29 Aug

Claims Uncovered: Part II

Posted at

4:03pm

in

In this interview, a continuation from last month’s article, Claims Uncovered Part 1, Ashley addresses common questions our clients have regarding claims reporting, processing, and unusual claims issues.

Q&A with Ashley Johnson, Claims Coordinator

What if a non-employee is at fault in a workers’ compensation claim? Will the liable party be handling the claim or will it still go through workers’ compensation insurance?

Our client company still needs to file a claim, even if the incident is someone else’s fault. The treatment of the claim goes through workers’ compensation insurance, and the claim will be reviewed for subrogation against the liable party in order to recover amounts paid on the claim. Subrogation is insurance jargon referring to the ability of the insurance carrier to take over some of the claimants’ rights of payment from a liable third party in order to recover amounts paid on a claim. For example, a claim with a liable party could be a motor vehicle claim where the other driver was at fault or any other type of claim caused by an outside party.

What if the claimant doesn’t want to pursue a workers’ compensation claim and wants to seek recovery through the third party claim?

The claim still needs to be filed, even if the employee maintains they want to pursue a claim against the liable party. We will need all of the claim forms in order to set up the claim, review, and keep it on file as a Report Only. Report Only means that a claim is kept on file and is not reported to the insurance carrier. In many cases, if the third party finds out the claim is work related, they will require the claimant to treat through workers’ compensation. In the event that the employee changes his/her mind and decides to pursue the workers’ compensation claim, we will have the information necessary to immediately start handling the claim.

Do clients have to report injuries they don’t think are work related?  

Any injury the employee states happened at work or is related to work must be reported. A non-work related injury that is not reported cannot be properly investigated and denied, which would result in unnecessary exposure for VenSure and our client. If the client feels the claim is not work related, clients should notify us when reporting the claim. There is a section on the Employer’s Report of Injury Form (within the Claim Reports Procedures Packet) for clients to write details as to why the client believes the claim is not work related. The claim will then need to be investigated for compensability. In addition, we will need all available information pertaining to the claim. If possible, the clinic where the claimant is sent for treatment should be notified of the questionability and reasons why, so the doctor is better prepared to address causation. Once enough information is gathered to support that the claim is not work related, the claim will be denied.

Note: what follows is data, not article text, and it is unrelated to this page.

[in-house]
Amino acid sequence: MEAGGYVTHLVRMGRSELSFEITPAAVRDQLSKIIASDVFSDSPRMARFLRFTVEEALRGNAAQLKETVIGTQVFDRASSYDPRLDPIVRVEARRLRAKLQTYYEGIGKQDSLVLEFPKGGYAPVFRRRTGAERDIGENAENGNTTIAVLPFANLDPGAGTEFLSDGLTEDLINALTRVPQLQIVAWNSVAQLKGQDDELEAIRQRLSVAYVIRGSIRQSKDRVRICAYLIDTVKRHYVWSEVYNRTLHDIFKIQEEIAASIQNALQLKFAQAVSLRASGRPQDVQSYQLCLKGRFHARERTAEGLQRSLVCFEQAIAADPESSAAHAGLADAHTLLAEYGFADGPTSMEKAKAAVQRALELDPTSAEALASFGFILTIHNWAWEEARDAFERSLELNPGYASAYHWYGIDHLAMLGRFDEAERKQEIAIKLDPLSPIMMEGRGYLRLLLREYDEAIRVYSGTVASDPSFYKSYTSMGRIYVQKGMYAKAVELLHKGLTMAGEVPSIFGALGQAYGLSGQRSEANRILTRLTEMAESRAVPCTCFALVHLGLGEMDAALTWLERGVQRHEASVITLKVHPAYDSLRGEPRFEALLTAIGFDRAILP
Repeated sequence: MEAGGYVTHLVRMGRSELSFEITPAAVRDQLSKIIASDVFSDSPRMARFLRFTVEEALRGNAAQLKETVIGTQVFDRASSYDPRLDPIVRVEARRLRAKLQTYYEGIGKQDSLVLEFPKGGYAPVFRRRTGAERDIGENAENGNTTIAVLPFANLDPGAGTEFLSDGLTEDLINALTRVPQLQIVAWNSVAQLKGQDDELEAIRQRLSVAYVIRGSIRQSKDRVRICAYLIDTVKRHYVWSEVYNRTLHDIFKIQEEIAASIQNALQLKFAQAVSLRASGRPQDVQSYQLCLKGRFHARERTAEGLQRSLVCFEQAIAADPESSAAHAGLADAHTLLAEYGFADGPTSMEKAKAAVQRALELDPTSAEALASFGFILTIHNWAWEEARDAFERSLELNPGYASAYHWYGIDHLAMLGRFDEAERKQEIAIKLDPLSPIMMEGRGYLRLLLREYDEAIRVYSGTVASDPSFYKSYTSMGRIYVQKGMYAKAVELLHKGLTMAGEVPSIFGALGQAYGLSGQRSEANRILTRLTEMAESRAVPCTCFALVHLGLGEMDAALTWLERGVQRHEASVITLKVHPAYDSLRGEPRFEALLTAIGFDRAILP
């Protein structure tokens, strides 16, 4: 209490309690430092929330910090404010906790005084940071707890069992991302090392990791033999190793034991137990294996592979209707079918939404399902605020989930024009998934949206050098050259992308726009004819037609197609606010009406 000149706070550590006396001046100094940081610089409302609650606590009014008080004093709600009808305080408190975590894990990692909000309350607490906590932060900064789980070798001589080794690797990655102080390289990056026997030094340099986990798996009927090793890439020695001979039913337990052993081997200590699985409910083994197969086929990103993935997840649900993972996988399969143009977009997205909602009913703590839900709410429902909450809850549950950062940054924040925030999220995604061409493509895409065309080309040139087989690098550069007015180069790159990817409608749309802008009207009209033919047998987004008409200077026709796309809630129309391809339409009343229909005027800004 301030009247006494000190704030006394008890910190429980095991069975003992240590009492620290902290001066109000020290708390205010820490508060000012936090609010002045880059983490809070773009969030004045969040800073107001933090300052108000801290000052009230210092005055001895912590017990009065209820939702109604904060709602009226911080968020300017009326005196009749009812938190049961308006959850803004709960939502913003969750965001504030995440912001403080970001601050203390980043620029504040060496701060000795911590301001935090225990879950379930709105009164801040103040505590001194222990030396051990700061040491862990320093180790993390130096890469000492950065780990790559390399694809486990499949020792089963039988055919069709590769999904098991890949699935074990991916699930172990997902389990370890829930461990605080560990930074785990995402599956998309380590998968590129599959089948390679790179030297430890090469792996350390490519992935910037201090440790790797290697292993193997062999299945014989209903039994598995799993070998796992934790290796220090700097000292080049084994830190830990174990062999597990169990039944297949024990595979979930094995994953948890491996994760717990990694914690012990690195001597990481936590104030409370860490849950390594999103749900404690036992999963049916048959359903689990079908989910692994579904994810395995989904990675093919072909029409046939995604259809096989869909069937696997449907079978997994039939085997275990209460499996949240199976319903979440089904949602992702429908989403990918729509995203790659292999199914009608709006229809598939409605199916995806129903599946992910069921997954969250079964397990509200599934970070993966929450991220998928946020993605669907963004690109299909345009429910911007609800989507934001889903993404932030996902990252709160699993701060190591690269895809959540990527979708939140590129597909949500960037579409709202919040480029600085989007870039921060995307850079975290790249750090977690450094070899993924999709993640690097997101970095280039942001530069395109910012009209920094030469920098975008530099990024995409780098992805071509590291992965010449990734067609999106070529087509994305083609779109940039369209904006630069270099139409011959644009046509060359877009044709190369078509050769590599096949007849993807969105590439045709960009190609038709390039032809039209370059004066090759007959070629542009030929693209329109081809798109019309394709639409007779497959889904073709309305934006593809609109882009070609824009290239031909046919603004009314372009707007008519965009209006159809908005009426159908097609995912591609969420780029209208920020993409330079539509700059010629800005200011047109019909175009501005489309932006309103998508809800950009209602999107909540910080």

Where do we send an employee for treatment?

Employees should be sent to an occupational clinic or, if there’s not one in the area, to an urgent care. Only in EMERGENCY cases should clients send them to a hospital. For more details on where to send employees for treatment, please see Claims Uncovered Part 1.

What happens when an employee is sent to the clinic?

When an employee goes to the clinic, they should have a post-accident drug screen performed. This should be on the protocol at the clinic. However, if it is not yet set up in the protocol, the client will need to request the drug screen. The doctor will also diagnose and treat the employee for any injuries. Work status will be addressed, and the doctor will determine if the employee should be off of work, assigned to light duty, or is ok to put back on regular duty.

What happens after the employee goes to the doctor and is placed on light duty?

If an employee is placed on light duty status, then a light duty position needs to be provided. It doesn’t have to be a modification of their regular position; it can be a completely different position in the company. It can even be a made-up, temporary position with any reasonable tasks that are within the claimant’s restrictions. If our client company cannot find a light duty position that can accommodate the restrictions given by the doctor, your VenSure Claims Coordinator should be notified. We will then work with the client company to provide a light duty position through our Alternative Light Duty (ALD) program. For further information on the ALD program, please look for our upcoming article on this topic or email Gin Harper, Claims Liaison, at claims@vensure.com.

What happens if an employee is taken off of work?

An employee who is taken off of work by the accepted treating physician will be losing wages. Each state has a waiting period, a period of time where benefits are not due for wage loss. In most states, this waiting period is 3 to 7 days. If the employee goes past the state’s mandated waiting period, the employee is then eligible for benefits. To find out what your state’s mandated waiting period is, please contact your Claims Coordinator. You can also find these details on your state’s workers’ compensation website.

What if our employee has retained an attorney?

Our client company needs to notify us as soon as they become aware of an attorney or receives any paperwork from an attorney. VenSure will need copies of any forms  or notifications that were sent to the client.

Considering all this…

If a question or problem arises regarding workers’ compensation claims, please feel free to contact the Claims Department. We would love to work together to help our clients understand what to do in order to best impact each claim.


Ashley Johnson
, Claims Coordinator